The instruments raised a total of $21,490,750 for Gilmour's charitable foundation and set several records for sales of guitars.
The centerpiece of the Gilmour Collection was his iconic Black Strat, his primary guitar both on stage and in studio for Pink Floyd's classic albums from the 1970s. The heavily-modified black Fender Stratocaster is itself a symbol of Pink Floyd's groundbreaking progressive sound and a tool that provided him no shortage of inspiration.
The Black Strat set a world record for the highest-ever price for which a guitar has sold at auction, eclipsing (pun intended) the $2.41 million price of John Lennon's "Love Me Do" Gibson acoustic from The Beatles' Ed Sullivan Show performance in 1964.
But there were to other guitars in Gilmour's collection that also broke the $1 million mark. Gilmour's white and gold '54 Stratocaster with the serial number 0001 fetched $1.815 million.
And his personal favorite '69 Martin D-35 acoustic sold for $1.095 million. Gilmour says he's done more songwriting on his Martin than any other guitar he's ever owned — he was loathe to include it in the sale until the last opportunity.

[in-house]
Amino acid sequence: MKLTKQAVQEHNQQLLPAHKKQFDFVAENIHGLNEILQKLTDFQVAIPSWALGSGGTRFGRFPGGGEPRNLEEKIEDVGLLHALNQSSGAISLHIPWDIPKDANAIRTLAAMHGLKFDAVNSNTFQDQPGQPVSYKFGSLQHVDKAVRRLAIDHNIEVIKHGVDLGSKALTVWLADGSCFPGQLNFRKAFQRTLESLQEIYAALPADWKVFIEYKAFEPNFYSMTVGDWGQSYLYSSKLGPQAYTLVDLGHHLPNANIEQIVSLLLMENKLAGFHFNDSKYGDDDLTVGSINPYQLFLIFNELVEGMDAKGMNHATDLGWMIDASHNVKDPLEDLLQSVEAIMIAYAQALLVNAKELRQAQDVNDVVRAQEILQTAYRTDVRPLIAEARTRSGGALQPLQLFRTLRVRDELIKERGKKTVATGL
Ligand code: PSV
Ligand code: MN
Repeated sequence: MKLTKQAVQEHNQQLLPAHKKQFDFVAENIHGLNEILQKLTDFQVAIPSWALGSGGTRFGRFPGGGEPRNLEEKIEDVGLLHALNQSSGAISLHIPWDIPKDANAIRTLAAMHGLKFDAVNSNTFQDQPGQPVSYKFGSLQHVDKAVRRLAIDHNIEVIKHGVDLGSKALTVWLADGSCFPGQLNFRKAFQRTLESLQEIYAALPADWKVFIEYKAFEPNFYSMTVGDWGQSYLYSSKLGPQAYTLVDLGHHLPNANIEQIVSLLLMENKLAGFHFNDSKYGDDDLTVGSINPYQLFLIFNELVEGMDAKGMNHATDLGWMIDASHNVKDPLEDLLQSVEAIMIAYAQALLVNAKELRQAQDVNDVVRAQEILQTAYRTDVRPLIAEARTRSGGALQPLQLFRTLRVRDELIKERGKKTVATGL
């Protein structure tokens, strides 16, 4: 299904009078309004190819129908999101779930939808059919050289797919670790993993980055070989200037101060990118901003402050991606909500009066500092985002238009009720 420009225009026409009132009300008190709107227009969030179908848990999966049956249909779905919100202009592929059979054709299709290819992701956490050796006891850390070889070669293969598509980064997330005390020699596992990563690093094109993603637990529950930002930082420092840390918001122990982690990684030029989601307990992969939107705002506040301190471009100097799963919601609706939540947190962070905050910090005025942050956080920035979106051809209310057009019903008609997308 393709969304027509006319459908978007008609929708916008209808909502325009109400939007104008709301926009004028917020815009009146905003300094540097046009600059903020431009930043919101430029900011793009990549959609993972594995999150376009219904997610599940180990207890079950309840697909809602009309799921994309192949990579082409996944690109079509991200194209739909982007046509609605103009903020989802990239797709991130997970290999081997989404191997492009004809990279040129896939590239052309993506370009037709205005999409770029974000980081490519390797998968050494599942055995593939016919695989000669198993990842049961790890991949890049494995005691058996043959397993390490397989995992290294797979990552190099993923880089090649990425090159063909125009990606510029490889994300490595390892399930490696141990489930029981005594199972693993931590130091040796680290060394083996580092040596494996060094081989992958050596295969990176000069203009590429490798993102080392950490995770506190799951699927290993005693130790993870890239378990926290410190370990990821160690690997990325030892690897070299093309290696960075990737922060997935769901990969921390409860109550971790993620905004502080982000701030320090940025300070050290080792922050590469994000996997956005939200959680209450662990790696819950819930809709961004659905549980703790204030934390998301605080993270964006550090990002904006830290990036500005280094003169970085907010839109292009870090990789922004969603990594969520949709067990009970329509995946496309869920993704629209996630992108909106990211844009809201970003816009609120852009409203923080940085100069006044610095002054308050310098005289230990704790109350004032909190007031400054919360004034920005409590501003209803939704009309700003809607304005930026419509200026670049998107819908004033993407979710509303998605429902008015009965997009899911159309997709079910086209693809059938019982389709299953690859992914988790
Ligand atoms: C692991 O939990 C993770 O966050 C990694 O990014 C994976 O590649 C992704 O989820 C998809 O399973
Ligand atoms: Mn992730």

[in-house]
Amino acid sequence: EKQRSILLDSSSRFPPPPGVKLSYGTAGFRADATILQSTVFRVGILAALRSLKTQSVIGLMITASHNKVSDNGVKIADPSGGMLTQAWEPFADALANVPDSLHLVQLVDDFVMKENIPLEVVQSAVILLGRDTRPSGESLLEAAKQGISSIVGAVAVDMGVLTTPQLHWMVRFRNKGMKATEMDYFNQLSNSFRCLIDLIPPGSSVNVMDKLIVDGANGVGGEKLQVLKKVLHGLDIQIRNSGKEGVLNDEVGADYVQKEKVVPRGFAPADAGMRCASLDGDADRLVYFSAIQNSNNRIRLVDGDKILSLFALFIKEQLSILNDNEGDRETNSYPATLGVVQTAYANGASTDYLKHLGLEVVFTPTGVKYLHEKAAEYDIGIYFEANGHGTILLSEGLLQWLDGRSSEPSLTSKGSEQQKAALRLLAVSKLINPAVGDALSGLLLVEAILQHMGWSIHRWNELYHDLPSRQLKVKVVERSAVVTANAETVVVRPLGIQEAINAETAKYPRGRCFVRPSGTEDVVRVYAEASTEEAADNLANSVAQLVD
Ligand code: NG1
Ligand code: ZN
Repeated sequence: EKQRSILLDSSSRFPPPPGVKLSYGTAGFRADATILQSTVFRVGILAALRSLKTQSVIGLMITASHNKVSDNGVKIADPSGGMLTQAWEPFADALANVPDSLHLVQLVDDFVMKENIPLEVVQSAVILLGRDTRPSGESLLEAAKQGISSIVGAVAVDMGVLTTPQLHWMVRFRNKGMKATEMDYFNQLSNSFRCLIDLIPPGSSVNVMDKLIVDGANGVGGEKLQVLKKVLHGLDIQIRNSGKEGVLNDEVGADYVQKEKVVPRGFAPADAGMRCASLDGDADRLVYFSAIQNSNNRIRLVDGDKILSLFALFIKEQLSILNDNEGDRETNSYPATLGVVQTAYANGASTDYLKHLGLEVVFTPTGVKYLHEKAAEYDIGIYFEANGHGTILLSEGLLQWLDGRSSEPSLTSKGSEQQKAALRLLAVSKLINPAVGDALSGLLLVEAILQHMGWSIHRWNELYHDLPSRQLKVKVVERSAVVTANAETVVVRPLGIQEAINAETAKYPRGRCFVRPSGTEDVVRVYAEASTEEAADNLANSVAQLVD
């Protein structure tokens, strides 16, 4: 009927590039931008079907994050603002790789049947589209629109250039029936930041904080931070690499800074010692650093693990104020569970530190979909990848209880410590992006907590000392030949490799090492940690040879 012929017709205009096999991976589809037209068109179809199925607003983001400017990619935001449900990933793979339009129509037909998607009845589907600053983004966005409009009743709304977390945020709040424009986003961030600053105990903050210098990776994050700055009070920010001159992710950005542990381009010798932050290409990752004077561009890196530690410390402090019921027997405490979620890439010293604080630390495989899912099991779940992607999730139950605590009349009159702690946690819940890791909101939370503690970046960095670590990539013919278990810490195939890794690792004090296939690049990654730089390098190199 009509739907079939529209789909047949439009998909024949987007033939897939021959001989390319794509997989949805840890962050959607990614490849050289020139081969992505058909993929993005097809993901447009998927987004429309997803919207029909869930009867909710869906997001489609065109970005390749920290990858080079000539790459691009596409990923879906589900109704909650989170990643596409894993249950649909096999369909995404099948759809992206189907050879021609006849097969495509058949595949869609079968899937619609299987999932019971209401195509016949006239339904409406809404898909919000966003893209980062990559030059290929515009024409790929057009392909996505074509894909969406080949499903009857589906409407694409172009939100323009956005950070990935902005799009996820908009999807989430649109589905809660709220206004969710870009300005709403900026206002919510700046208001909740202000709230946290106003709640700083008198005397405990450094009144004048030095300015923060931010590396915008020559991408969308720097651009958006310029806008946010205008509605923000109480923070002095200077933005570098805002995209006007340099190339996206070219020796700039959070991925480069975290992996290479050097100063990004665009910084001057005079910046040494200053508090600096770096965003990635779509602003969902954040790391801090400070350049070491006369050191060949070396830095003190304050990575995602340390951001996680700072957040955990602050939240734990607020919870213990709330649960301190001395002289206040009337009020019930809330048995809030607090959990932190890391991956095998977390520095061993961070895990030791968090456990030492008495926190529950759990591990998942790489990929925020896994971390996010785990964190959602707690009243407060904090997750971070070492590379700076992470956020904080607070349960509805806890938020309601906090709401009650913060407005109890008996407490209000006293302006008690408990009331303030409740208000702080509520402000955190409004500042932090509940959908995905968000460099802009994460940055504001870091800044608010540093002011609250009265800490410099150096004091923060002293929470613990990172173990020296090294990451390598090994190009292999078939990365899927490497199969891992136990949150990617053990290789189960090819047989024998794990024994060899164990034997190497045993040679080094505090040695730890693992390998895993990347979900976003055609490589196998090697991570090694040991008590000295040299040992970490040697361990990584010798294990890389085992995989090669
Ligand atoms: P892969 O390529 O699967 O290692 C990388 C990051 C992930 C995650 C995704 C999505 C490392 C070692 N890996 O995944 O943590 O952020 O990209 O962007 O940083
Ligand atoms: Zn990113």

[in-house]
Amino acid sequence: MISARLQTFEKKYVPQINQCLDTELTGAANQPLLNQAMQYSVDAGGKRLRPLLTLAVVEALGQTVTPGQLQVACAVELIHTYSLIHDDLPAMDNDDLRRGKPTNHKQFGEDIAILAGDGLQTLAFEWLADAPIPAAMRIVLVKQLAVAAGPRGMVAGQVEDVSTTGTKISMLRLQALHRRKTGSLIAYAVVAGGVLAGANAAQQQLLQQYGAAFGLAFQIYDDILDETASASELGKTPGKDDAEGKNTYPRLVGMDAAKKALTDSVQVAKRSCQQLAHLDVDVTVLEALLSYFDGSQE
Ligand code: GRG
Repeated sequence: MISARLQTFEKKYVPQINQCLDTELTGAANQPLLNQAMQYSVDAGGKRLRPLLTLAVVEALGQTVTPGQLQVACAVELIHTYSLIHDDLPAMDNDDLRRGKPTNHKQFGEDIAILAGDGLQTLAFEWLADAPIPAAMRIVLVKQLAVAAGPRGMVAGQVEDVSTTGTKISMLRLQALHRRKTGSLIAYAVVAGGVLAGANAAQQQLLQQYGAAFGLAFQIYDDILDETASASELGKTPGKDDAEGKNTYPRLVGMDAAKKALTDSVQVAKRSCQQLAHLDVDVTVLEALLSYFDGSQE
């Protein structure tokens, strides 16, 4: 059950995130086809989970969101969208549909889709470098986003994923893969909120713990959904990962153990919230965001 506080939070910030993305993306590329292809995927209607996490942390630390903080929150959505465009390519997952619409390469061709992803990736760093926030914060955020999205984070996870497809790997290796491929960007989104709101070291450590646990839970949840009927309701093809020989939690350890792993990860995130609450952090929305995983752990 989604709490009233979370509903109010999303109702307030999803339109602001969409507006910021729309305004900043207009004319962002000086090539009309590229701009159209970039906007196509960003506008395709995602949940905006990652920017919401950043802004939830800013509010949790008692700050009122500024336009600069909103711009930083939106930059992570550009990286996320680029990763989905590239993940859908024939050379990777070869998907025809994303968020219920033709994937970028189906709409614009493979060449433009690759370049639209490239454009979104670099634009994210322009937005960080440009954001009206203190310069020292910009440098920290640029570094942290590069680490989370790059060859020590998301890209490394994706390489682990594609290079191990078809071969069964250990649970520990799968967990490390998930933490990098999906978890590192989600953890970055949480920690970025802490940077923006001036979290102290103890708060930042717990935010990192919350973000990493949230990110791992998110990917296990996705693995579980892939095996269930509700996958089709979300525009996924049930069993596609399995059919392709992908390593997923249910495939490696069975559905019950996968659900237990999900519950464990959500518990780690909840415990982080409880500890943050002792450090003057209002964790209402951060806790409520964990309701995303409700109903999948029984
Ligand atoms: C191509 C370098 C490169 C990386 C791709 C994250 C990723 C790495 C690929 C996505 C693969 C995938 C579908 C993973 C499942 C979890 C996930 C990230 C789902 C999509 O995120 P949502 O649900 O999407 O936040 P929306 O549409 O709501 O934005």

Gilmour's collection set several records for sale prices of guitars by specific brands, including Fender, Martin and Gibson.
His gold top '55 Les Paul, on which he recorded the guitar solo for "Another Brick in the Wall, Part 2" sold for $447,000.
Gilmour has clarified that just because he's selling so many of his guitars doesn't mean his retiring anytime soon. He added that he hopes the people who bought his guitars will make music with them, just like he did.
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